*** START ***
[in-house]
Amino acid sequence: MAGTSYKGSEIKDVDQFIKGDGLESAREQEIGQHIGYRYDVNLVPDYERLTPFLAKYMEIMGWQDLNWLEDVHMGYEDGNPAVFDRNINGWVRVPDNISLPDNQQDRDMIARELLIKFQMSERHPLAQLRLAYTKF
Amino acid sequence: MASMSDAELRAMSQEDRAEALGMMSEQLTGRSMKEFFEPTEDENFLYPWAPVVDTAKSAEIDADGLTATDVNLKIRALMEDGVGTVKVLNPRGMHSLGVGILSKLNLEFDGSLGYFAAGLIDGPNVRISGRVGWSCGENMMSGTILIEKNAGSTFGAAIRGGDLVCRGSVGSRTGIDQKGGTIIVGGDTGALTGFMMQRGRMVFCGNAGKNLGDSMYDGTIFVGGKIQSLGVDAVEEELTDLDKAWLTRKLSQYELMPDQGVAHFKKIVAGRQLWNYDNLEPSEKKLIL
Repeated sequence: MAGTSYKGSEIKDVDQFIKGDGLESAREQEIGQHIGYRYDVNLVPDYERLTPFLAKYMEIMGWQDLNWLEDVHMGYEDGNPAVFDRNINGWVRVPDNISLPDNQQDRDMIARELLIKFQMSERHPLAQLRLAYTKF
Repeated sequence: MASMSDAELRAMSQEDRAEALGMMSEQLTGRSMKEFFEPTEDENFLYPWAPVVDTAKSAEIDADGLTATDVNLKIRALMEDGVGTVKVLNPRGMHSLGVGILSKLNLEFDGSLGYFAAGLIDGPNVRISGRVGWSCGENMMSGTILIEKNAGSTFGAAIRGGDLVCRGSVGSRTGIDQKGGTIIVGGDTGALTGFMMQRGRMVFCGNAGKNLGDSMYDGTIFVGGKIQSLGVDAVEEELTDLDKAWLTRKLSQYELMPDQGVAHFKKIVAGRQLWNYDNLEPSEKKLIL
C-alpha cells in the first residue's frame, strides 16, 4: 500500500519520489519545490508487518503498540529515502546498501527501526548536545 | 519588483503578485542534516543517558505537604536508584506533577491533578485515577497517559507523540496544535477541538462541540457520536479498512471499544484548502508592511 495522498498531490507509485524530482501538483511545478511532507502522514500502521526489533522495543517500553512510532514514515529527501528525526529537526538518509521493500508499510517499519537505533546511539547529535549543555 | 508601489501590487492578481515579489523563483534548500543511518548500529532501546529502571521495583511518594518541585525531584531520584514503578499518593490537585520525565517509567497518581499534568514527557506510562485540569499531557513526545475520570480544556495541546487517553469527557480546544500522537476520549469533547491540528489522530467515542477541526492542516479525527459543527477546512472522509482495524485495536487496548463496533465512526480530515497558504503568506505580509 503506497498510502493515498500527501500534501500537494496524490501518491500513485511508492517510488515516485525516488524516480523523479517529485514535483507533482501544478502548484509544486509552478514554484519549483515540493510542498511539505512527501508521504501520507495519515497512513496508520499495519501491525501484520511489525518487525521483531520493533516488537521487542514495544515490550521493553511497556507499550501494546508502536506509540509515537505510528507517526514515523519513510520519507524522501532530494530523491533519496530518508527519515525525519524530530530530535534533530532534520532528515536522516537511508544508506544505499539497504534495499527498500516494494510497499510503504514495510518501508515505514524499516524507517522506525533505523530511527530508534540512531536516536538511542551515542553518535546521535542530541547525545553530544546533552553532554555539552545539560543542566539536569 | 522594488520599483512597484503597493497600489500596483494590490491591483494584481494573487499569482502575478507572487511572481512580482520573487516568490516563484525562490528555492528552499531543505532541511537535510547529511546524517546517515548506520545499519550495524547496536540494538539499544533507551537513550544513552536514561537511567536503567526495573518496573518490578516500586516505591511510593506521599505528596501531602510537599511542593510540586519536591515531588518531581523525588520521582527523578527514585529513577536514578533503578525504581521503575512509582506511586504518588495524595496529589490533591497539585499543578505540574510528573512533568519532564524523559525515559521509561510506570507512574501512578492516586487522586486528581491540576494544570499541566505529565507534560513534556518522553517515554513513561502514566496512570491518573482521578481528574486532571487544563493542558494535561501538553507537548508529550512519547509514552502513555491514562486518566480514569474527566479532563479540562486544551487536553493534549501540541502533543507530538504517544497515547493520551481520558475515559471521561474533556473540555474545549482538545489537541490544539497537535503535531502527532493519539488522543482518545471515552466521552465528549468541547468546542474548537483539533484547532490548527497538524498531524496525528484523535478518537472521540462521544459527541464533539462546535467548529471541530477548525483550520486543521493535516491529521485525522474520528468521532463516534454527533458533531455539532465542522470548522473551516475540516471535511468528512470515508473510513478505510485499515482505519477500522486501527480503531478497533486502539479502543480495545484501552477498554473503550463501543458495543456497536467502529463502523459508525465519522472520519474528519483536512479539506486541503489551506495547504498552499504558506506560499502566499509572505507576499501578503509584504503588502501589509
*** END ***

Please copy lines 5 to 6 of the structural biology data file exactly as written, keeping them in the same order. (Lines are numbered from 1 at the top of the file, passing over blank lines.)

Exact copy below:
Repeated sequence: MASMSDAELRAMSQEDRAEALGMMSEQLTGRSMKEFFEPTEDENFLYPWAPVVDTAKSAEIDADGLTATDVNLKIRALMEDGVGTVKVLNPRGMHSLGVGILSKLNLEFDGSLGYFAAGLIDGPNVRISGRVGWSCGENMMSGTILIEKNAGSTFGAAIRGGDLVCRGSVGSRTGIDQKGGTIIVGGDTGALTGFMMQRGRMVFCGNAGKNLGDSMYDGTIFVGGKIQSLGVDAVEEELTDLDKAWLTRKLSQYELMPDQGVAHFKKIVAGRQLWNYDNLEPSEKKLIL
C-alpha cells in the first residue's frame, strides 16, 4: 500500500519520489519545490508487518503498540529515502546498501527501526548536545 | 519588483503578485542534516543517558505537604536508584506533577491533578485515577497517559507523540496544535477541538462541540457520536479498512471499544484548502508592511 495522498498531490507509485524530482501538483511545478511532507502522514500502521526489533522495543517500553512510532514514515529527501528525526529537526538518509521493500508499510517499519537505533546511539547529535549543555 | 508601489501590487492578481515579489523563483534548500543511518548500529532501546529502571521495583511518594518541585525531584531520584514503578499518593490537585520525565517509567497518581499534568514527557506510562485540569499531557513526545475520570480544556495541546487517553469527557480546544500522537476520549469533547491540528489522530467515542477541526492542516479525527459543527477546512472522509482495524485495536487496548463496533465512526480530515497558504503568506505580509 503506497498510502493515498500527501500534501500537494496524490501518491500513485511508492517510488515516485525516488524516480523523479517529485514535483507533482501544478502548484509544486509552478514554484519549483515540493510542498511539505512527501508521504501520507495519515497512513496508520499495519501491525501484520511489525518487525521483531520493533516488537521487542514495544515490550521493553511497556507499550501494546508502536506509540509515537505510528507517526514515523519513510520519507524522501532530494530523491533519496530518508527519515525525519524530530530530535534533530532534520532528515536522516537511508544508506544505499539497504534495499527498500516494494510497499510503504514495510518501508515505514524499516524507517522506525533505523530511527530508534540512531536516536538511542551515542553518535546521535542530541547525545553530544546533552553532554555539552545539560543542566539536569 | 522594488520599483512597484503597493497600489500596483494590490491591483494584481494573487499569482502575478507572487511572481512580482520573487516568490516563484525562490528555492528552499531543505532541511537535510547529511546524517546517515548506520545499519550495524547496536540494538539499544533507551537513550544513552536514561537511567536503567526495573518496573518490578516500586516505591511510593506521599505528596501531602510537599511542593510540586519536591515531588518531581523525588520521582527523578527514585529513577536514578533503578525504581521503575512509582506511586504518588495524595496529589490533591497539585499543578505540574510528573512533568519532564524523559525515559521509561510506570507512574501512578492516586487522586486528581491540576494544570499541566505529565507534560513534556518522553517515554513513561502514566496512570491518573482521578481528574486532571487544563493542558494535561501538553507537548508529550512519547509514552502513555491514562486518566480514569474527566479532563479540562486544551487536553493534549501540541502533543507530538504517544497515547493520551481520558475515559471521561474533556473540555474545549482538545489537541490544539497537535503535531502527532493519539488522543482518545471515552466521552465528549468541547468546542474548537483539533484547532490548527497538524498531524496525528484523535478518537472521540462521544459527541464533539462546535467548529471541530477548525483550520486543521493535516491529521485525522474520528468521532463516534454527533458533531455539532465542522470548522473551516475540516471535511468528512470515508473510513478505510485499515482505519477500522486501527480503531478497533486502539479502543480495545484501552477498554473503550463501543458495543456497536467502529463502523459508525465519522472520519474528519483536512479539506486541503489551506495547504498552499504558506506560499502566499509572505507576499501578503509584504503588502501589509